Since yesterday, my email inboxes have been filling up ominously with messages from distraught and sometimes furious headteachers about how the standardisation process has pulled down A-level grades in a way they find unfathomable and unfair.
They paint a worrying picture of a process that – it seems increasingly clear to us – has gone wrong, with severe detriment to students. Here’s a flavour:
'Worst-ever set of results'
“We are facing pupils and teachers in tears this morning, as they receive their exam results. Some students have gone down by two grades, and 60 per cent of our courses have been downgraded.
“We are an improving school with an upward trend in exam results, but have had our worst-ever set of results today. I am at a loss what to do. Teachers are angry and saddened for our students, who have been treated so unfairly.”
“A girl in our school – which, as you will know, is in a challenging environment – had a Cambridge offer. She’s been downgraded from three A*s to A*, A, B. Cambridge have rejected her.”
'A car-crash set of results'
“I have been a senior leader for over 20 years. I have never seen such a car-crash set of results at A level and AS. There seems no rhyme nor reason – bizarre regradings which create deep injustices in the results we are about to release to individuals.”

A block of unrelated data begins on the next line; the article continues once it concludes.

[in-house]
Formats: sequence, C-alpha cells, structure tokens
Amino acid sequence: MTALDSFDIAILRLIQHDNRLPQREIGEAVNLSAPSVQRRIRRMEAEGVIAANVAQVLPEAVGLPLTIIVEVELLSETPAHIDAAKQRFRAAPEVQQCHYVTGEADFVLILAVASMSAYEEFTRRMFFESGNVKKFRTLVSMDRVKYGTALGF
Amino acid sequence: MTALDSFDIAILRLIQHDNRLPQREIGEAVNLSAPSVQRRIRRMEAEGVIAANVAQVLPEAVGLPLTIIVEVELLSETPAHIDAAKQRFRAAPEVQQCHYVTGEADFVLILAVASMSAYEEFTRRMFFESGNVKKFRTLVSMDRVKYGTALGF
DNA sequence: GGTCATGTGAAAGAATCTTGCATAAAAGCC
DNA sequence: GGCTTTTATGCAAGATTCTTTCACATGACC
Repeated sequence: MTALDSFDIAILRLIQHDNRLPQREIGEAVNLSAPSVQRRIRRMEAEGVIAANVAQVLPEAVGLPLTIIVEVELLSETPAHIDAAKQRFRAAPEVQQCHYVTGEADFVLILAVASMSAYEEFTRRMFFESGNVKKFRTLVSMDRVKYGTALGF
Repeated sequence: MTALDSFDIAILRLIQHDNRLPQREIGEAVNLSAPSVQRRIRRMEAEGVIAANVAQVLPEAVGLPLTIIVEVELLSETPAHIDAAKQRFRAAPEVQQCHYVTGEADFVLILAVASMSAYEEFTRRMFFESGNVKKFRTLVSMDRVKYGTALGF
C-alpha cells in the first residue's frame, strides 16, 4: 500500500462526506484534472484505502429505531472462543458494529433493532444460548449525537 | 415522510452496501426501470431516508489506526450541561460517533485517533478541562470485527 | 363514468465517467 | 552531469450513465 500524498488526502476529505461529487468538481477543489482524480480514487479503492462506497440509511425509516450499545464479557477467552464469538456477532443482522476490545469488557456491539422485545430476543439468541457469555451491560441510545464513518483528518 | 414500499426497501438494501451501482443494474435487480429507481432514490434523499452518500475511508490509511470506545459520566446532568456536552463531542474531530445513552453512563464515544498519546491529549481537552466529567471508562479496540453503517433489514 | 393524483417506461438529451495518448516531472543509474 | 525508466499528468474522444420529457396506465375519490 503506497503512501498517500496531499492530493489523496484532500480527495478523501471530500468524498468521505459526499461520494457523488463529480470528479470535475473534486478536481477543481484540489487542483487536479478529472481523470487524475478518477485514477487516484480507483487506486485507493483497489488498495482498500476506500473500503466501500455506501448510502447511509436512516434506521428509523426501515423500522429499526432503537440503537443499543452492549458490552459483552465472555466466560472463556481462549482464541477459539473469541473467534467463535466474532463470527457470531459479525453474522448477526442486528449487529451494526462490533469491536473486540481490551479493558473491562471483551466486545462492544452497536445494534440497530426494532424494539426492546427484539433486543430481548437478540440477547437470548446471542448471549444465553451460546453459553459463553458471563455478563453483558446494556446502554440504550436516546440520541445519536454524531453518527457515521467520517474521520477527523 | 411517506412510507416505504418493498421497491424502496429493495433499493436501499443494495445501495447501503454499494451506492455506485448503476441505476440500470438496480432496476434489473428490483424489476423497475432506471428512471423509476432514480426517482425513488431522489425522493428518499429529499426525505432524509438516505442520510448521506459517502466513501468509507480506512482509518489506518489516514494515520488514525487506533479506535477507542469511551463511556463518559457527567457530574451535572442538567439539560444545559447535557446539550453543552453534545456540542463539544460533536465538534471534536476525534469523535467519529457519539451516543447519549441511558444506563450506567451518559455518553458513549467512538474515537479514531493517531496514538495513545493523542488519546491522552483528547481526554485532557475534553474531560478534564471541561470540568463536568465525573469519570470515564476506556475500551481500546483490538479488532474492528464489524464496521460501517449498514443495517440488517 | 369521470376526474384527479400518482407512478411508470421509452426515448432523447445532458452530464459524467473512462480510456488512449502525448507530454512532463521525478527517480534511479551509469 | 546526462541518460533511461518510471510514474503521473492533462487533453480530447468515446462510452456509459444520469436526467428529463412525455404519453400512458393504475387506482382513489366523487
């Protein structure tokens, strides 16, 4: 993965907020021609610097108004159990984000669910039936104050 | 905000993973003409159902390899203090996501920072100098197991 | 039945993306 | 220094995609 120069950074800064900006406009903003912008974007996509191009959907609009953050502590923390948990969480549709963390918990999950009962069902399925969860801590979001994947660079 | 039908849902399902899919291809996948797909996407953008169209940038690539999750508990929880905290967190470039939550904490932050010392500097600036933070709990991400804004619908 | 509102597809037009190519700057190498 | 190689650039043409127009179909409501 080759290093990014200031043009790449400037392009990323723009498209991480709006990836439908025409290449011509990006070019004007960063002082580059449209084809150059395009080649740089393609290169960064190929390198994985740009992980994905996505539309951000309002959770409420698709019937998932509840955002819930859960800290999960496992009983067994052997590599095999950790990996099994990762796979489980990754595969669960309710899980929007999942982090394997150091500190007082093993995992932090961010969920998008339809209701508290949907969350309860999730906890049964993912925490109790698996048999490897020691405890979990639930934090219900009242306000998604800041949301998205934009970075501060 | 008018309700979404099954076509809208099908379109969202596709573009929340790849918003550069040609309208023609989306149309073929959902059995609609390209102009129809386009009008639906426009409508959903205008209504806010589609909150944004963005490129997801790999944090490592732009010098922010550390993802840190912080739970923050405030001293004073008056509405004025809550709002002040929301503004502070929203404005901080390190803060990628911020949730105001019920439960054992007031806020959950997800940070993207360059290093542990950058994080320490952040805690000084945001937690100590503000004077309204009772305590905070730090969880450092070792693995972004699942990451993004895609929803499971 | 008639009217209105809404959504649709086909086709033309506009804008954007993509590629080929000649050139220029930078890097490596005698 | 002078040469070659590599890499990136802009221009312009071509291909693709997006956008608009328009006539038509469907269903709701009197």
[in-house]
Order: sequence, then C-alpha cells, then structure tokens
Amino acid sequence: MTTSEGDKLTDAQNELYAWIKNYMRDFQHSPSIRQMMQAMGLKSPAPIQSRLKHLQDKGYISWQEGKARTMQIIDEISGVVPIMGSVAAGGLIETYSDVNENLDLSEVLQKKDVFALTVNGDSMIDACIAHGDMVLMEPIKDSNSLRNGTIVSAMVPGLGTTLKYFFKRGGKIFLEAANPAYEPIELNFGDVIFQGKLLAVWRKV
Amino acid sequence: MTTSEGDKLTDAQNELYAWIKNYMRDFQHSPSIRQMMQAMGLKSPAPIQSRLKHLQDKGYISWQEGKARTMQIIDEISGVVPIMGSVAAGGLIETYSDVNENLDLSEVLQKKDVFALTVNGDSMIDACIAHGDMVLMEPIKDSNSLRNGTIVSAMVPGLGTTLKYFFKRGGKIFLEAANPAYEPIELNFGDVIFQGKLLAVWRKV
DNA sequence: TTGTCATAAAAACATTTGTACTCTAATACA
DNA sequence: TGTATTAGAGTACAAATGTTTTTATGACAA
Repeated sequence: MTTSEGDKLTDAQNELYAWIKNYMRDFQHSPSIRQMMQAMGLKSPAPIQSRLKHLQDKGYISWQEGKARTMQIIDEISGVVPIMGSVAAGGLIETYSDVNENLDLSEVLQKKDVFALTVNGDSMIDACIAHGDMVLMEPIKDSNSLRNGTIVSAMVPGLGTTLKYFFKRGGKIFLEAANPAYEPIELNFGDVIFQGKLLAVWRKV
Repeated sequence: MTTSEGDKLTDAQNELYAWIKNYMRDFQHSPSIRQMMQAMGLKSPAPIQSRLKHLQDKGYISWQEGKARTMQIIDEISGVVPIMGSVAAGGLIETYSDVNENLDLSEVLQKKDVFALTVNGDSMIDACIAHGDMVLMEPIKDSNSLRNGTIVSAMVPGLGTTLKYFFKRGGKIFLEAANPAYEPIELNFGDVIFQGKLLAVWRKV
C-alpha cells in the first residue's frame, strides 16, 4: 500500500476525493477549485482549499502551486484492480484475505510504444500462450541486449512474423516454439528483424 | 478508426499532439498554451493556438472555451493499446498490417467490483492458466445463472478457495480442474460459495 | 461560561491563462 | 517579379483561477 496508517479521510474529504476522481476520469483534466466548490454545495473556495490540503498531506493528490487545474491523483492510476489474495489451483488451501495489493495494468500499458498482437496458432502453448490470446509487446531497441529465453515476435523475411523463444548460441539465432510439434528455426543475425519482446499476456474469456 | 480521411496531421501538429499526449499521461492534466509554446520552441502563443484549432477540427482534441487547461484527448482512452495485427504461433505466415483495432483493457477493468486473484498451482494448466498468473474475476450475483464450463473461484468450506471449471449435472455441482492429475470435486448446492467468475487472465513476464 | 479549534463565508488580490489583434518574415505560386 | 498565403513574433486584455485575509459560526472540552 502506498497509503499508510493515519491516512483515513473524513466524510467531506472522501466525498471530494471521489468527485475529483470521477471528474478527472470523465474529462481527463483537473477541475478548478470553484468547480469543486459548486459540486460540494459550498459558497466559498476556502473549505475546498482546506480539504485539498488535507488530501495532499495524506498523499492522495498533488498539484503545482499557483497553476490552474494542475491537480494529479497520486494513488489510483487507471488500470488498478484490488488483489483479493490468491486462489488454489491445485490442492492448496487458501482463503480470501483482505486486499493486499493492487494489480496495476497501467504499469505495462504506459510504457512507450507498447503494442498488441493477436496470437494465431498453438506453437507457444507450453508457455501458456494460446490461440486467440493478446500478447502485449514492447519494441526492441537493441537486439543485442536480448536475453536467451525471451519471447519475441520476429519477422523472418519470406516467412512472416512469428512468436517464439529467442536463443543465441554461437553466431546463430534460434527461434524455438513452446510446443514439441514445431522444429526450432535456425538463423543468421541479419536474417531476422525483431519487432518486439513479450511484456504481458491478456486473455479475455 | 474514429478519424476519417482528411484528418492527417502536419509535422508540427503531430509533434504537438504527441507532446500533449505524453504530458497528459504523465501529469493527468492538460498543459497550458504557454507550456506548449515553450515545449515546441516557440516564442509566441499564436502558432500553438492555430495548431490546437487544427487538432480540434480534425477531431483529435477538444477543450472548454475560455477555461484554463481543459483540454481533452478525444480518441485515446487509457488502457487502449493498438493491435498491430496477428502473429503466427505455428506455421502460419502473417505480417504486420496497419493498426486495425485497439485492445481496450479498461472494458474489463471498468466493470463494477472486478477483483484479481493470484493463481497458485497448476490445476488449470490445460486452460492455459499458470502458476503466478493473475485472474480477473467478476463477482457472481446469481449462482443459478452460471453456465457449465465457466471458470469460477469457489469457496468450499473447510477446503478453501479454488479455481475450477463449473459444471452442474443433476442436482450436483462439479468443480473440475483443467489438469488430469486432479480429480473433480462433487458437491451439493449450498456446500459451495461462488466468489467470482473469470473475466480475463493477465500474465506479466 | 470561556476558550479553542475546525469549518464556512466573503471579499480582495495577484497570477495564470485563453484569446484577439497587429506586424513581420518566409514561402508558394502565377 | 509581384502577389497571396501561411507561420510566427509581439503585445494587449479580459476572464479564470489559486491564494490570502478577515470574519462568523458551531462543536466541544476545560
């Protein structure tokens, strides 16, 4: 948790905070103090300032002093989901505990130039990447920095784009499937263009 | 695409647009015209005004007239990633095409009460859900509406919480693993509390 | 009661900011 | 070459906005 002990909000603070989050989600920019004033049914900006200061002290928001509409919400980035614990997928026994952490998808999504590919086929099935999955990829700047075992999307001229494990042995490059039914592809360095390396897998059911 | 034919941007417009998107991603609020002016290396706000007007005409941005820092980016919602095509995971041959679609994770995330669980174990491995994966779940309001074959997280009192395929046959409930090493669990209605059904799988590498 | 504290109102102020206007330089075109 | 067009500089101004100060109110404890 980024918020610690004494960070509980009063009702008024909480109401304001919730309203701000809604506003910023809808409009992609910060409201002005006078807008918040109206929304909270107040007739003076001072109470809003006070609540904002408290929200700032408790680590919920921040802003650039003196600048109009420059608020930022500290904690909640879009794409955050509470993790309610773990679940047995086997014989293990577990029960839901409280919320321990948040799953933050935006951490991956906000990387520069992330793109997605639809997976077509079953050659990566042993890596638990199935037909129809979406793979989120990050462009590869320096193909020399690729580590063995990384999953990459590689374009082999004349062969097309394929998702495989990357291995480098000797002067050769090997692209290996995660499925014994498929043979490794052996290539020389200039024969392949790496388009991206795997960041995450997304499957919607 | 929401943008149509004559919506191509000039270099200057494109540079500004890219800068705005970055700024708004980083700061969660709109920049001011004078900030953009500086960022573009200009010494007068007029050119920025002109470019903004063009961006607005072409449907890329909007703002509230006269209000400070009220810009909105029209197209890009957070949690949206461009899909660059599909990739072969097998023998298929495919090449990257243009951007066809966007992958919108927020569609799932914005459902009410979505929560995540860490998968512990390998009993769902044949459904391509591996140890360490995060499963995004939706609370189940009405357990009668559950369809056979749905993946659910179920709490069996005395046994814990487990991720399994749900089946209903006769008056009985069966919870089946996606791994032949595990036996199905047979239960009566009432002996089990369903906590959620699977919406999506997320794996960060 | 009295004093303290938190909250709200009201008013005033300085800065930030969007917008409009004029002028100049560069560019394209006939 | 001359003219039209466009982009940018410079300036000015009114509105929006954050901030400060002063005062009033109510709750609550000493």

'Impossible to understand'
“We are outraged by the results. The cohort were at least as strong as previous years, and the recommended grades we provided were thoroughly evidenced. However, the results we have been given are lower than any we have achieved in recent record (at least the last eight years).
“It is impossible for us to understand the basis by which this has happened. Many very capable pupils have missed their places at university.”
'Bizarre and random'
“At my school, we had a very rigorous process, and there was considerable moderation before grades were submitted. We are a high-performing school, but we were conscious that grades needed to be fully justified. What we submitted was therefore based not only on evidence but also on the accuracy of predictions to date.
“In our view, what was sent through was both realistic and fair – what has been awarded, on the other hand, is the most bizarre and random allocation of grades imaginable. There appears to be no particular pattern and it is hard to discern any clear system in how grades have been awarded.”
'Our students deserve better'
“We are incredulous about how the grade distribution has adversely affected our students. Nearly 50 per cent of centre-assessed grades were downgraded, with only 3 per cent uplift, with no correlation to historic performance or prior attainment that we can fathom.
“Our students deserve better than this, and we, as a profession, deserve better than to have our CAGs ignored, only for an 11th-hour populist – but completely ignorant – announcement about the use of mocks. We don’t even give mock grades, as we use them as formative assessment tools.”
'A crushing blow'